Garber Sits For Interview To Conclude First Day Of Franchises & Facilities Conference
MLS Commissioner Don Garber sat down for a one-on-one interview yesterday afternoon to close out the first day of the AT&T Sports Franchises and Facilities conference, hosted by SBJ/SBD.
Q: Next year MLS will welcome a team in Montreal, which is the league’s 19th club. You have publicly said you support growth. What markets appear best for growth?
Garber: We are focused on New York. It’s a big market. The Cosmos have a great legacy and they have a great soccer history that so far the Red Bulls have not been able to tap into. For the most part Red Bulls fans come from New Jersey. The challenge for [the Cosmos] is to build a stadium, and as we all know New York City is not the easiest place to build. And we’ve put a high price on the 20th team. In 2007 we were asking around $7 million, and last year [teams] sold for $40 million. This could be in the $75 to $100 million [range].
Q: Is the Wilpon family still a viable option for MLS given their recent negative press?
Garber: We have talked with [the Wilpons] about MLS. They have a good situation when it comes to stadiums in the site around Citi Field. Willets Point is one of the largest pieces of undeveloped property in New York.
Q: It’s the elephant in the room. I have to ask you about television ratings. The league has had growth in attendance but in TV it has been relatively flat for the last three years. How do you grow those numbers?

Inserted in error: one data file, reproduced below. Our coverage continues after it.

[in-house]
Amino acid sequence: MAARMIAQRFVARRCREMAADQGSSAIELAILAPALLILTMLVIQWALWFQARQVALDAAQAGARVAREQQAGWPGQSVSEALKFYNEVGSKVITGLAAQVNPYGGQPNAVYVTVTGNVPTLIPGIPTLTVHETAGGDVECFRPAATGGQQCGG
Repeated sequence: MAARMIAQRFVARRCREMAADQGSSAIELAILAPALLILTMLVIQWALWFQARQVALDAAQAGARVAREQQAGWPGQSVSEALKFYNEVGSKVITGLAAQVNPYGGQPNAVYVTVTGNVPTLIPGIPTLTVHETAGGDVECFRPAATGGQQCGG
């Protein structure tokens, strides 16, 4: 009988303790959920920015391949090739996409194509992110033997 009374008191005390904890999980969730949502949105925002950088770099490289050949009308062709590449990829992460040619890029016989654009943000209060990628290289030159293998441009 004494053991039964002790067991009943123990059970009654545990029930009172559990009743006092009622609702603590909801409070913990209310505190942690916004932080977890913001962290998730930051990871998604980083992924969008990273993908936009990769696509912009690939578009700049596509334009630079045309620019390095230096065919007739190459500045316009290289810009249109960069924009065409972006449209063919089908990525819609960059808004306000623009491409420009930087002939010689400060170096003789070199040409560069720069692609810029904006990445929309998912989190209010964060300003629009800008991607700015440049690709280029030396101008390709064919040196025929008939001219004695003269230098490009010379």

Garber: I had lunch with [an NHL friend] and we spoke about their deal with NBC and Versus, and talked about our situation as a challenge and an opportunity. We have to convert those fans who are part of the global game. We are similar to the NHL; however they are not competing with Russian hockey like we are competing with the Premier League. We need a product to convert those fans, and we do it by having good stories in local markets and better promotion. You think about what has driven hockey, it was strong local teams that had great local TV deals and passionate supporters. The soccer audience is big. Chelsea versus Manchester United had 550,000 viewers this year.
Q: Kansas City will open a soccer specific stadium this year that is branded with the Livestrong brand. Are you worried that the brand may receive negative press given the [recent doping allegations against Lance Armstrong]?
Garber: It is a beautiful facility, one of our best. Think of a Midwest version of Red Bull Arena. The ownership is great, they are young, technical-minded guys. They think differently. I think Livestrong was an innovative deal, and with the brand’s recognition in the cancer fight, I think they can do well with that. Clearly they will have something to manage if something does happen with Lance Armstrong. We are hopeful they won’t have to.
Q: Will they have the ability to revisit the [naming rights deal] if there is an issue with Armstrong?
Garber: Yes. I hope they don’t. Lance Armstrong has been a great story for Americans.
Q: You worked at the NFL for 16 years, and you worked alongside Roger Goodell. Did you ever envision him becoming the next commissioner?
Garber: I didn't think it would be him. He was a guy of few words and even in his mid 20's I don't think any of us thought he would be in that role. But 10 years later I think it became very apparent that [Goodell] could do it. He had great relationships with all of the owners and he really understood the brand. And he's very well spoken.
Q: How would you describe your leadership style?
Garber: I'm a walk-around-the-office type of guy. I try to be very accessible. I encourage taking risks. I remember at other jobs feeling like you were always looking over your shoulder, and that is not my style. To me, you can't win in this game or get to where you want to be by being pulled there. You have to be pushed there.